Updated: 7:12 p.m. | Posted: 6:21 p.m.
Jeff Anderson, who has sued the Catholic church multiple times over clergy sex abuse, is calling for a grand jury to investigate all of the dioceses in Minnesota.
In Pennsylvania, a two-year investigation by a grand jury identified more than 300 priests credibly accused of abuse and found that there were more than 1,000 victims of priest abuse.
Anderson wants Gov. Mark Dayton to convene a grand jury to investigate, interview and possibly bring charges against priests who abused children or church leaders who helped to cover up those crimes or move known offenders to other churches or parishes.
In an emailed statement, Caroline Burns, press secretary for Gov. Mark Dayton wrote, "The Governor has not received such a request before. Therefore, his office is first researching for any precedents and then analyzing the statutory authority on this matter. We will respond as soon as those reviews are completed."
There is some disagreement about whether Minnesota law would permit the governor or any other official to take the step.
A spokesperson for Attorney General Lori Swanson's office sent a statement saying that a 1978 Minnesota Supreme Court decision prohibits reports that name people who are not indicted.
Because the statute of limitations has already passed on many abuse cases, it's possible any report from a grand jury would not be made public.
Anderson disagrees that state and county officials do not have the power to convene an investigating panel.
"The reality is, they can," he said. "And there's nothing keeping them from convening a grand jury in their county and their jurisdiction, and to issue a report if they choose. There's nothing in the law, as I have read it, that keeps them from making that information known by way of report, by complaint or by indictment."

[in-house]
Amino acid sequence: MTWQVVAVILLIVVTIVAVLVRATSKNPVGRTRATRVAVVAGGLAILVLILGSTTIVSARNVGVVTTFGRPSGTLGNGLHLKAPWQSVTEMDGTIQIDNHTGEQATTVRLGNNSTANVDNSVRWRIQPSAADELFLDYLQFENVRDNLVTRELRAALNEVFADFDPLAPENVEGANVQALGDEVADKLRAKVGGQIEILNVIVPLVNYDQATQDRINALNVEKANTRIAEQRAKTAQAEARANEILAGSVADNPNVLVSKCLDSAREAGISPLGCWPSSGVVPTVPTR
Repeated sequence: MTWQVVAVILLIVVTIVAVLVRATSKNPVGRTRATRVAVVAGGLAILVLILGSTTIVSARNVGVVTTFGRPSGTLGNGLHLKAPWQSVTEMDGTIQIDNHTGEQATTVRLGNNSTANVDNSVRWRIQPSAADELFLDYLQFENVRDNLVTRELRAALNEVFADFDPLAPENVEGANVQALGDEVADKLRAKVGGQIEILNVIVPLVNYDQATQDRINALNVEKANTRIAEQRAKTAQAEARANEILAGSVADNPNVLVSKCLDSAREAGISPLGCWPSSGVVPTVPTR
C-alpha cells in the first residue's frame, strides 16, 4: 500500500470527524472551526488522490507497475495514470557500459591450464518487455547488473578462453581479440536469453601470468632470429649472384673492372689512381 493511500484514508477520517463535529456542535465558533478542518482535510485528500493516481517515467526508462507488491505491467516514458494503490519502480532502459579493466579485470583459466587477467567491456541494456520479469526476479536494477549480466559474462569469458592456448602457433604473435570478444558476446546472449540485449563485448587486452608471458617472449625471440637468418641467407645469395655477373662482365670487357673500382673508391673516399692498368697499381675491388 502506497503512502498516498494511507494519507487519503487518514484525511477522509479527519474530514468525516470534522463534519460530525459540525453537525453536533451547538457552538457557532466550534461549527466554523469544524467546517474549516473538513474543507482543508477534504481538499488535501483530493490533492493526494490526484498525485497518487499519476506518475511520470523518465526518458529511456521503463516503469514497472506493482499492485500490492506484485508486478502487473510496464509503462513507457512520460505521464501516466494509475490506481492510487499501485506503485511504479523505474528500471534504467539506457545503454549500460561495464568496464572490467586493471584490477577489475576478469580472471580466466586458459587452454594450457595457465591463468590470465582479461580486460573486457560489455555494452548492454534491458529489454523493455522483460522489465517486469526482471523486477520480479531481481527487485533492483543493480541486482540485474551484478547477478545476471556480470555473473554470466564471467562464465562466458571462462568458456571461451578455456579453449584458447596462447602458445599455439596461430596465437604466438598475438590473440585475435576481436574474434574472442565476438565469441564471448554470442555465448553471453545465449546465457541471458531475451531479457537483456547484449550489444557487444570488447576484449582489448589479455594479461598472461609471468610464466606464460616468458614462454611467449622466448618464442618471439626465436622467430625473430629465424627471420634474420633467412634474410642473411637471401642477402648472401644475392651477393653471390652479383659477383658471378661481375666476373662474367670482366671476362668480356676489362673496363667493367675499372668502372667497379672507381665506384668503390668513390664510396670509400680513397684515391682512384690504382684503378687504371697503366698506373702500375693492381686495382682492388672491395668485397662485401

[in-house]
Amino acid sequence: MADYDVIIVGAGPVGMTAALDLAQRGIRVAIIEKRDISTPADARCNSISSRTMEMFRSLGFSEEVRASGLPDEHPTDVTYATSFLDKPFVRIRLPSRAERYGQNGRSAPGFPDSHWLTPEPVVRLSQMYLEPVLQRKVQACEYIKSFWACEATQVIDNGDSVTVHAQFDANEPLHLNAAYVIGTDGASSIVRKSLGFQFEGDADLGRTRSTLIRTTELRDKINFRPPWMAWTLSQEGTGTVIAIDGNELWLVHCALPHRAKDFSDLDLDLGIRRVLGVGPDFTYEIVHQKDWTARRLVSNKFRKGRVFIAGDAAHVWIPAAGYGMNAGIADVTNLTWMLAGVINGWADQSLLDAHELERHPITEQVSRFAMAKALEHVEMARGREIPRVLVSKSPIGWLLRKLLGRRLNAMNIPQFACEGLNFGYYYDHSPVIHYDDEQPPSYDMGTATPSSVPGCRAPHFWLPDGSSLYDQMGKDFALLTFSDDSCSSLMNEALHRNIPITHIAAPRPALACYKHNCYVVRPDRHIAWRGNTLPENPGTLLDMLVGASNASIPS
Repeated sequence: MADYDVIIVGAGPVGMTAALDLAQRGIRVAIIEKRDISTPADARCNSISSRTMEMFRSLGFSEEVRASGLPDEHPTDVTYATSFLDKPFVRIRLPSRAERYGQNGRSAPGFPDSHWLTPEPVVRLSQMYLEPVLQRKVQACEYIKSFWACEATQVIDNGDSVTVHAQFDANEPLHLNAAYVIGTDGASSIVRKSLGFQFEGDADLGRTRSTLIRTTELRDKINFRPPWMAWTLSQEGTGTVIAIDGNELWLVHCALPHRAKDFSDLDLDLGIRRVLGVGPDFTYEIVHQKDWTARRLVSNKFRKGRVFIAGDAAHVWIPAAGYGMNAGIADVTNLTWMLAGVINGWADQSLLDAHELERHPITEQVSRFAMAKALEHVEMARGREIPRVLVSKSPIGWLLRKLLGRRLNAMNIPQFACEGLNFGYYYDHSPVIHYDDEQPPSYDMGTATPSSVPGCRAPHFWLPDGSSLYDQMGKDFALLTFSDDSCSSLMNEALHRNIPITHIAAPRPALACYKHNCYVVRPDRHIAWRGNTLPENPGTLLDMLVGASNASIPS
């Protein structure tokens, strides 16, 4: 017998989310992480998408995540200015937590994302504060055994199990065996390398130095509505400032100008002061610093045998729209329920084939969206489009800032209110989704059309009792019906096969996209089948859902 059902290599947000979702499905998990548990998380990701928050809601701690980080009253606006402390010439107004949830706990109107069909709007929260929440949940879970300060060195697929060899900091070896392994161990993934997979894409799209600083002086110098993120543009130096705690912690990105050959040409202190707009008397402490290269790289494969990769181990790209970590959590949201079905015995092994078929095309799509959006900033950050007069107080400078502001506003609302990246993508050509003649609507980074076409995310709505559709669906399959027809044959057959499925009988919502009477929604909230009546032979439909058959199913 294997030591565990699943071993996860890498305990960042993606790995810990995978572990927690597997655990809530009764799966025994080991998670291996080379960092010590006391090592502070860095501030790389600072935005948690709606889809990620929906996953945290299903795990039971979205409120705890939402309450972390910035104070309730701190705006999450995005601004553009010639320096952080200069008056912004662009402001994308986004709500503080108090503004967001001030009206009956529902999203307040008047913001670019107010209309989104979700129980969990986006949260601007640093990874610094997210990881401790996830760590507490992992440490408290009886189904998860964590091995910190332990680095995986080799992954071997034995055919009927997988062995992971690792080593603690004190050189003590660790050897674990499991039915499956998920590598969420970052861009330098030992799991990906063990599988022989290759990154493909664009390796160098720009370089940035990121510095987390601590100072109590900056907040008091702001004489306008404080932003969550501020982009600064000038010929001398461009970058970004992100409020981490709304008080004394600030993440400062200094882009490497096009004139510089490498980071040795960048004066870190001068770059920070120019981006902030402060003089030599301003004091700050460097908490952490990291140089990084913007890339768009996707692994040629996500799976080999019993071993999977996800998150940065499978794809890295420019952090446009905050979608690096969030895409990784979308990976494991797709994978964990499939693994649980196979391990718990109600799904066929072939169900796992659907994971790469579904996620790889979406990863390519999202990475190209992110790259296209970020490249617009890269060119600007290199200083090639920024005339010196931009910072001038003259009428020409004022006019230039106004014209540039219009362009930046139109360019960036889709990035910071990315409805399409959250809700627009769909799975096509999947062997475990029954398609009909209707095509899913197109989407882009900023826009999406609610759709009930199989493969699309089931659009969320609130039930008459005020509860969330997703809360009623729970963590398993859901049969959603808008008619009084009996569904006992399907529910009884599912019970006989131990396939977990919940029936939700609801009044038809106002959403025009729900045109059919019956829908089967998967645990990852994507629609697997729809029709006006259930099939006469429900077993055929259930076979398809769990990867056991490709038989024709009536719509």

Anderson's request comes after he successfully sued the Archdiocese of St. Paul and Minneapolis, securing a $210 million settlement for victims of clergy abuse. The archdiocese has also publicly identified credibly accused clergy abusers and released tens of thousands of pages in documents related to clergy abuse.
But, Anderson says that he believes there is more information out there that should be made public. He says some dioceses in the state, including Crookston and Duluth, have not been as forthcoming with information as others have.
In a joint statement, Archbishop Bernard A. Hebda, Judge Tim O'Malley, director of ministerial standards and safe environment, and Tom Abood, chair of the Archdiocesan Financial Council and the Reorganization Task Force, said they were disappointed in Anderson's criticisms.
"There has been disclosure by the Archdiocese at every stage of the bankruptcy process," the statement read. "In the past, Mr. Anderson claimed the Archdiocese was concealing assets. These claims were repeatedly rejected by the judge as false. For us, bankruptcy was the only fair way to distribute assets to all who have claims, and we are pleased that we could file a joint plan with Mr. Anderson, on behalf of his clients, to provide $210 million for an equitable distribution."
In a statement emailed Wednesday afternoon, the Diocese of Duluth said it is "committed to transparency and healing for the survivors of priest abuse. Files of all credibly accused priests have been made available to Mr. Anderson and counseling assistance has been offered to all victims who wish to avail themselves of such assistance.
"The Diocese has voluntarily published the names of all credibly accused priests, has investigated all claims of priest abuse, and has taken action to remove from active ministry all priests who have been found to be credibly accused. The Diocese is and has been working through the bankruptcy process to maximize the funds available to compensate the victims of sexual abuse, and Bishop Sirba has offered to personally meet with the victims to hear firsthand the pain caused to them by such abuse," according to the statement.